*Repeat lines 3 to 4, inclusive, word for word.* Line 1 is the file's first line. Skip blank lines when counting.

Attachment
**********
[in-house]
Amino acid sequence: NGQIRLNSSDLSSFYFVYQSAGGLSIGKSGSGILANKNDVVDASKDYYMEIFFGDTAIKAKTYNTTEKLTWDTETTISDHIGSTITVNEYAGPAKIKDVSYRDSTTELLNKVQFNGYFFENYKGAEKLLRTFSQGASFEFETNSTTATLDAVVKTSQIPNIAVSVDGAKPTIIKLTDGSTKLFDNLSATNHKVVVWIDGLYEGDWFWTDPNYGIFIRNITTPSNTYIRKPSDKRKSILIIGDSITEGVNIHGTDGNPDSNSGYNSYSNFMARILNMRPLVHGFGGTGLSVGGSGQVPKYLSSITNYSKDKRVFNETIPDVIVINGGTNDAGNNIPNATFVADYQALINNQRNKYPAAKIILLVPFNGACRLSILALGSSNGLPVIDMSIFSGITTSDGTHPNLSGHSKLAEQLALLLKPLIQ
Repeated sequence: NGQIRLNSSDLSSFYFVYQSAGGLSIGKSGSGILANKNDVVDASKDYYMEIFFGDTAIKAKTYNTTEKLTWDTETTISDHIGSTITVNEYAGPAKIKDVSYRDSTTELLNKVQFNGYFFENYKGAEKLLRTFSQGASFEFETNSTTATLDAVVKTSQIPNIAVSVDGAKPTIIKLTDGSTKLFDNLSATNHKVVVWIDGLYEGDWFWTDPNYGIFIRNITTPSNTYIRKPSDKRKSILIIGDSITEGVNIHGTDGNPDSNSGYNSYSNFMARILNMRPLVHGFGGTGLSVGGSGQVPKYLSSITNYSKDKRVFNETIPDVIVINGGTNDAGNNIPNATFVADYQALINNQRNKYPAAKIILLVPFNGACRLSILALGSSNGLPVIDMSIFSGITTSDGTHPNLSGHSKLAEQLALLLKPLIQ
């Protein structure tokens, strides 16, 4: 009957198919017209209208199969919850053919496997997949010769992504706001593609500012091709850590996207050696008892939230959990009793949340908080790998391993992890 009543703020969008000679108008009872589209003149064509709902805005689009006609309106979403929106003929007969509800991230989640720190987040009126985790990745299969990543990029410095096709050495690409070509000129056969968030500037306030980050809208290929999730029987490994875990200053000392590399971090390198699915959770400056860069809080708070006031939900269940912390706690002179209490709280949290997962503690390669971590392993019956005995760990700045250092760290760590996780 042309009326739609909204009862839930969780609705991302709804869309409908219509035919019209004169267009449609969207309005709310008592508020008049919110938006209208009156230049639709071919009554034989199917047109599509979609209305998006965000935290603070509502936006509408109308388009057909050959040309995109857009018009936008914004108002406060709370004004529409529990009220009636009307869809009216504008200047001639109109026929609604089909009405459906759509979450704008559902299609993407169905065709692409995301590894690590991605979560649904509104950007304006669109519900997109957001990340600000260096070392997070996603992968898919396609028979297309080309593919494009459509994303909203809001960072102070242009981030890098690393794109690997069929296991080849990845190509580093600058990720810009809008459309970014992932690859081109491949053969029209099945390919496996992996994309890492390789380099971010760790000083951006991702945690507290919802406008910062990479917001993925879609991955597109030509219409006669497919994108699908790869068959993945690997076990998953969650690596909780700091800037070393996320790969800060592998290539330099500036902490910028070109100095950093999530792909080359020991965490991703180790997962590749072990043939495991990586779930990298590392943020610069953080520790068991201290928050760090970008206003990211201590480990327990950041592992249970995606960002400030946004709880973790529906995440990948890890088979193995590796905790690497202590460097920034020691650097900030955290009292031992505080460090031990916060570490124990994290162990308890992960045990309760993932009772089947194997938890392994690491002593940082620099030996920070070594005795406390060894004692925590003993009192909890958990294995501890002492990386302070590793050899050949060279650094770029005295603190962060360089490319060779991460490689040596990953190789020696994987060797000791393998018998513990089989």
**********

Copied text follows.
Repeated sequence: NGQIRLNSSDLSSFYFVYQSAGGLSIGKSGSGILANKNDVVDASKDYYMEIFFGDTAIKAKTYNTTEKLTWDTETTISDHIGSTITVNEYAGPAKIKDVSYRDSTTELLNKVQFNGYFFENYKGAEKLLRTFSQGASFEFETNSTTATLDAVVKTSQIPNIAVSVDGAKPTIIKLTDGSTKLFDNLSATNHKVVVWIDGLYEGDWFWTDPNYGIFIRNITTPSNTYIRKPSDKRKSILIIGDSITEGVNIHGTDGNPDSNSGYNSYSNFMARILNMRPLVHGFGGTGLSVGGSGQVPKYLSSITNYSKDKRVFNETIPDVIVINGGTNDAGNNIPNATFVADYQALINNQRNKYPAAKIILLVPFNGACRLSILALGSSNGLPVIDMSIFSGITTSDGTHPNLSGHSKLAEQLALLLKPLIQ
């Protein structure tokens, strides 16, 4: 009957198919017209209208199969919850053919496997997949010769992504706001593609500012091709850590996207050696008892939230959990009793949340908080790998391993992890 009543703020969008000679108008009872589209003149064509709902805005689009006609309106979403929106003929007969509800991230989640720190987040009126985790990745299969990543990029410095096709050495690409070509000129056969968030500037306030980050809208290929999730029987490994875990200053000392590399971090390198699915959770400056860069809080708070006031939900269940912390706690002179209490709280949290997962503690390669971590392993019956005995760990700045250092760290760590996780 042309009326739609909204009862839930969780609705991302709804869309409908219509035919019209004169267009449609969207309005709310008592508020008049919110938006209208009156230049639709071919009554034989199917047109599509979609209305998006965000935290603070509502936006509408109308388009057909050959040309995109857009018009936008914004108002406060709370004004529409529990009220009636009307869809009216504008200047001639109109026929609604089909009405459906759509979450704008559902299609993407169905065709692409995301590894690590991605979560649904509104950007304006669109519900997109957001990340600000260096070392997070996603992968898919396609028979297309080309593919494009459509994303909203809001960072102070242009981030890098690393794109690997069929296991080849990845190509580093600058990720810009809008459309970014992932690859081109491949053969029209099945390919496996992996994309890492390789380099971010760790000083951006991702945690507290919802406008910062990479917001993925879609991955597109030509219409006669497919994108699908790869068959993945690997076990998953969650690596909780700091800037070393996320790969800060592998290539330099500036902490910028070109100095950093999530792909080359020991965490991703180790997962590749072990043939495991990586779930990298590392943020610069953080520790068991201290928050760090970008206003990211201590480990327990950041592992249970995606960002400030946004709880973790529906995440990948890890088979193995590796905790690497202590460097920034020691650097900030955290009292031992505080460090031990916060570490124990994290162990308890992960045990309760993932009772089947194997938890392994690491002593940082620099030996920070070594005795406390060894004692925590003993009192909890958990294995501890002492990386302070590793050899050949060279650094770029005295603190962060360089490319060779991460490689040596990953190789020696994987060797000791393998018998513990089989």